The Saturday Boy

Common Sense Media says

Tough but warmhearted story of boy who misses dad at war.





What parents need to know

Educational value

The Saturday Boy may inspire some readers to learn more about American involvement in the Middle East, or about military families.

Positive messages

Derek's heart is in the right place. He's an optimist despite his sadness. He sees that ugly behavior sometimes masks unhappiness, but understands that doesn't make it OK. Physical absence, he learns, is very different from emotional absence. At one point, a young friend gives him assurance that everyone is right: It will get better. 

Positive role models

Derek often feels the world is against him, but he appreciates the many adults who treat him kindly, at school and at home. He owns his feelings, even when they're ugly, and tries to do right for others -- even those who aren't so nice to him. His teacher and principal reach out to him with empathy and respect, and his patient mother and aunt are strongly supportive.


Derek gets in a vicious fight with his on-off friend, and fantasizes about exacting revenge. He even hides a dead shrew in the boy's sandwich, only to find it hidden in his own desk later. Derek fantasizes about piloting a helicopter with his dad and helping him in battle. He likes to play superhero games and loves zombies.

Not applicable

A generous helping of small insults and coarse middle-school language, including "badass," "butt," "buttholes," "buttloads," "crap," "dammit," "damn," "dork," "for Christ's sake," "fudge bag," "hell," "jerk," "lame-ass," "suck," and "sucker."


References to the bands Oingo Boingo and the Jam.

Drinking, drugs, & smoking

Just a brief reference to characters on a TV show smoking.


Parents Need to Know

Parents need to know that The Saturday Boy is about an 11-year-old named Derek whose father, an Army pilot, has been stationed in Afghanistan for years. They rarely see each other, but his father tries to stay close with regular letters home. Derek is prone to emotional outbursts when provoked -- yelling, vandalizing a wall with insults -- and is well acquainted with the school principal. Derek gets into a violent fight and fantasizes about exacting revenge on a bully. There's some swearing ("damn," "hell," "for Christ's sake") and coarse middle school language and insults ( "badass," "buttholes," "crap," "lame-ass," and more). A significant character dies.

Parents say

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Kids say

What's the story?

Derek Lamb is trying to be good, but trouble keeps finding him. Usually it comes in the form of his ex-best friend, who now taunts him mercilessly -- yet it's Derek who keeps getting in trouble. Derek finds comfort in the many letters from his father, an Army pilot who has spent years in Afghanistan. The letters help, as do the love and patience of his mother and aunt, and even the small kindnesses from other adults in his life. But more than anything, Derek wants his father back home.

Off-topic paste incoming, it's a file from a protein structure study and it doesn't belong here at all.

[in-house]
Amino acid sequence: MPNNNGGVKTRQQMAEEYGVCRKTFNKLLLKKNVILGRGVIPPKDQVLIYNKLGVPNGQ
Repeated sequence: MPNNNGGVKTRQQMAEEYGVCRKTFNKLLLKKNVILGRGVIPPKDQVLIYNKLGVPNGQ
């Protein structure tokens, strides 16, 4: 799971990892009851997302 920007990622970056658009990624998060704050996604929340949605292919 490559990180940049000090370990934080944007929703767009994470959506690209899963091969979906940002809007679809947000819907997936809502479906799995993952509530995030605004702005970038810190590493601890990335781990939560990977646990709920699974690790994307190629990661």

Is it any good?


THE SATURDAY BOY is a deeply felt story of a boy unmoored. Powerful emotions are at play, but author David Fleming uses restraint to great advantage. He steers clear of maudlin scenes and lets understated prose capture the view of a boy on the verge of growing up. The lonely, insecure narrator is on the immature side of 11, enjoying superhero and ninja play while his peers start acting the part of middle-schoolers. Derek has a reputation for being a difficult kid at school (his classmates, he learns, think he's weird), but he's assured by people who love him that he's a good kid who'll turn out just fine. 

The background -- with Derek's father stationed in Afghanistan -- is very much of the times, but the story has timeless heft. It's a good choice for any child struggling with changing friendships, the absence of loved ones, or just the everyday drama of growing up.

Families can talk about...

  • Families can talk about Derek's knack for getting in trouble. His mother tells him that just because something isn't his fault doesn't mean he's not at fault. What does she mean?

  • Do you know anyone with a parent away from home in the Army, Navy, or Marines? Does The Saturday Boy help you understand how that might feel? 

  • Derek loves watching TV and gets very upset when his mother revokes his TV privileges. TV helps him relax and escape. What do you think of his TV habits? Do you ever use TV to escape?


Book details

Author:David Fleming
Genre:Coming of Age
Topics:Friendship, Misfits and underdogs
Book type:Fiction
Publisher:Viking Juvenile
Publication date:June 13, 2013
Number of pages:240
Publisher's recommended age(s):10 - 14
Read aloud:10 - 14
Read alone:10 - 14
Available on:Hardback, iBooks, Kindle, Nook

This review of The Saturday Boy was written by

About our rating system

  • ON: Content is age-appropriate for kids this age.
  • PAUSE: Know your child; some content may not be right for some kids.
  • OFF: Not age-appropriate for kids this age.
  • NOT FOR KIDS: Not appropriate for kids of any age.

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Learning ratings

  • Best: Really engaging; great learning approach.
  • Very Good: Engaging; good learning approach.
  • Good: Pretty engaging; good learning approach.
  • Fair: Somewhat engaging; OK learning approach.
  • Not for Learning: Not recommended for learning.
  • Not for Kids: Not age-appropriate for kids; not recommended for learning.

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Kid, 10 years old January 21, 2014

great book

I think this a a very good book. It does have some swearing in it, but otherwise I loved the book. The boy has a tough life. It is very emotional and heartwarming.
What other families should know
Great messages
Great role models
Too much swearing


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